I need to produce a value of type forall t. Frameworks t ⇒ something something. That's weird, why would they need me to write polymorphic code? Is there more than one "framework" involved?

Looking at the documentation for Frameworks, I learn that the constraint "indicates that we can add input and output to an event network". But then, why are there no typeclass methods for adding those things? Maybe they are just hidden? Looking at the source, I see that no, it really is a typeclass with no methods. Weird.

Still, using polymorphism kind of makes intuitive sense for allowing extra stuff to be added. Consider the Arrow typeclass, for example: it has a method for adding extra (untouched) input and output along your existing transformation of type f a b (if you are unfamiliar with Arrow, think of it as a → b).

first :: f a b → f (a, s) (b, s)

If I was asked to construct an f Int String, and the code who is asking me for this had to embed my f Int String inside a bigger computation, it might very well need something like first to adapt my computation into theirs. If f was not an arrow, then I might have to produce a polymorphic value of type forall s. f (Int, s) (String, s) instead. I assume that gloss-banana requests a polymorphic function for similar reasons.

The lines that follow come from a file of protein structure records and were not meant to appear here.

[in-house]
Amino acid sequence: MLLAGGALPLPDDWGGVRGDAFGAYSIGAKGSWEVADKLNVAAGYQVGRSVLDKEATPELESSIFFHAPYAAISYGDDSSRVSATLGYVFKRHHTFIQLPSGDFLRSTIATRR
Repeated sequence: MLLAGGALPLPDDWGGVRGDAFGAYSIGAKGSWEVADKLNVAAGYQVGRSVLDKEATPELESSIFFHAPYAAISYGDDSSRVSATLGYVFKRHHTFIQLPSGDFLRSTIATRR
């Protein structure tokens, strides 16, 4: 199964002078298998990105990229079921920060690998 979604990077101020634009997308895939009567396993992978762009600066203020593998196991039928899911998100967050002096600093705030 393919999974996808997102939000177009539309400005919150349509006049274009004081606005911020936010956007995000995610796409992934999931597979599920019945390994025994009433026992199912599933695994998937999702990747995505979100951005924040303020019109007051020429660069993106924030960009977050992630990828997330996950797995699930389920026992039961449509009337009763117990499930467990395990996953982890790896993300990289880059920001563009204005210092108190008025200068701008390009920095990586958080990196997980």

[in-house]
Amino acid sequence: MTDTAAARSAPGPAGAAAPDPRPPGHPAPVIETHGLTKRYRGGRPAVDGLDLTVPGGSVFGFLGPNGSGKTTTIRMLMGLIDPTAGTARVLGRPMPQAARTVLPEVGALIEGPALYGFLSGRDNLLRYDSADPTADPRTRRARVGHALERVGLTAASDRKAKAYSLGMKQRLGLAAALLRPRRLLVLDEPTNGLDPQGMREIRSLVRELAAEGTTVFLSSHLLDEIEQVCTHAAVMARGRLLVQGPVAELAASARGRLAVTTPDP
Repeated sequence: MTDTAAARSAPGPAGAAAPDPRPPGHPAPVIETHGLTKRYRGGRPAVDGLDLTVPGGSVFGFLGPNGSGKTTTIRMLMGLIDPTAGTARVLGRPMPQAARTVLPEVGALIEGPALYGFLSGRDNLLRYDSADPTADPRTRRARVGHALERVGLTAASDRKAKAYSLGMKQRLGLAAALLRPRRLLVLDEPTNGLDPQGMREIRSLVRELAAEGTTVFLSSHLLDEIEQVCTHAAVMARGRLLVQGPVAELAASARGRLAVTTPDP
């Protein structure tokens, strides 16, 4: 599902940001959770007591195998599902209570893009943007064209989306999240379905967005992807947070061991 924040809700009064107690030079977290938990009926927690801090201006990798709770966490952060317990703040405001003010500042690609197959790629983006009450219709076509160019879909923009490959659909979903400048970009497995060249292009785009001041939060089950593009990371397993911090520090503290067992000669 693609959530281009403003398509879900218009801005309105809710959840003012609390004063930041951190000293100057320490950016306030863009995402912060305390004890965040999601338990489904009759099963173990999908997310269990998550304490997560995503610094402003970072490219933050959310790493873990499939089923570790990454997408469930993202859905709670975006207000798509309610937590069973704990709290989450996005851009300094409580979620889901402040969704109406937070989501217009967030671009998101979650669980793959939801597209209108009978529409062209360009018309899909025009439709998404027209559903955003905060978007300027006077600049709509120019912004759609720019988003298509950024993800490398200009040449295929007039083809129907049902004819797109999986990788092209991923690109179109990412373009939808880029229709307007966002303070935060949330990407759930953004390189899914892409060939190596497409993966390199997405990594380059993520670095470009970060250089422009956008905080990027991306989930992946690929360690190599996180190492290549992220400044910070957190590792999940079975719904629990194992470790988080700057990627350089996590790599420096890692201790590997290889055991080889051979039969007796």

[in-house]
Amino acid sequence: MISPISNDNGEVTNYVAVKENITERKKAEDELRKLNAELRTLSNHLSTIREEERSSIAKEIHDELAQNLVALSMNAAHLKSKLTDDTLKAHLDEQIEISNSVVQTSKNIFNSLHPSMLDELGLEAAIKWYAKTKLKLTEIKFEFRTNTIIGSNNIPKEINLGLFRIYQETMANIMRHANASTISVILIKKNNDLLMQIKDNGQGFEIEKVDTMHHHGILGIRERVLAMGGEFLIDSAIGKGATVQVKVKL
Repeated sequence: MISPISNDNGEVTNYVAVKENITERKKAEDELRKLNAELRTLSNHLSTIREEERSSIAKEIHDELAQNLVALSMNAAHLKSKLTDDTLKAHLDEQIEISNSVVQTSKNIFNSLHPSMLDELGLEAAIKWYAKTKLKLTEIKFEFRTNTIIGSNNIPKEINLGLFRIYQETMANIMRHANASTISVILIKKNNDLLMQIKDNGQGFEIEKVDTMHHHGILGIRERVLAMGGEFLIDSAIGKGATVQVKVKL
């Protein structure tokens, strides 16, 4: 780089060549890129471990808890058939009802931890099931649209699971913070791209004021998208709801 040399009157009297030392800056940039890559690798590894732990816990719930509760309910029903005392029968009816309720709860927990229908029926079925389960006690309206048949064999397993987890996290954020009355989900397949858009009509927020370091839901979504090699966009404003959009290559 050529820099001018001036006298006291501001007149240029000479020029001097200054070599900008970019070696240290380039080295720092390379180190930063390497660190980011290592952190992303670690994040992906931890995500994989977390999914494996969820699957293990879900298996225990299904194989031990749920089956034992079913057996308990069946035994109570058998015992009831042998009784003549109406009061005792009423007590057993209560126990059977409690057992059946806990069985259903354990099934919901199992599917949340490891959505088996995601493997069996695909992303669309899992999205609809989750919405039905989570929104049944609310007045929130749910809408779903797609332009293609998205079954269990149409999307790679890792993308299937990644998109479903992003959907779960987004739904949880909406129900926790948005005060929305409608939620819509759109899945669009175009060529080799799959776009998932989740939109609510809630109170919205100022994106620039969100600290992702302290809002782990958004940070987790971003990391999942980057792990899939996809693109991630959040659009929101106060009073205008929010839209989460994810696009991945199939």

Compile, Run, and Quit


The next part of the type, Event t Float → Event t InputEvent → something, is straightforward: to assist me in constructing the something, I have access to the reactive-banana representation of typical gloss events: a Float for the passage of time, or an InputEvent representing a keypress or a mouse action. For each of those, gloss typically expects me to modify a "representation of the world" of my choice, and I also need to have a way to represent this world as a gloss Picture. This time, with gloss-banana, I don't get to choose an intermediate representation, I need to produce a something-something Picture directly (a Moment t (Behavior t Picture) to be exact).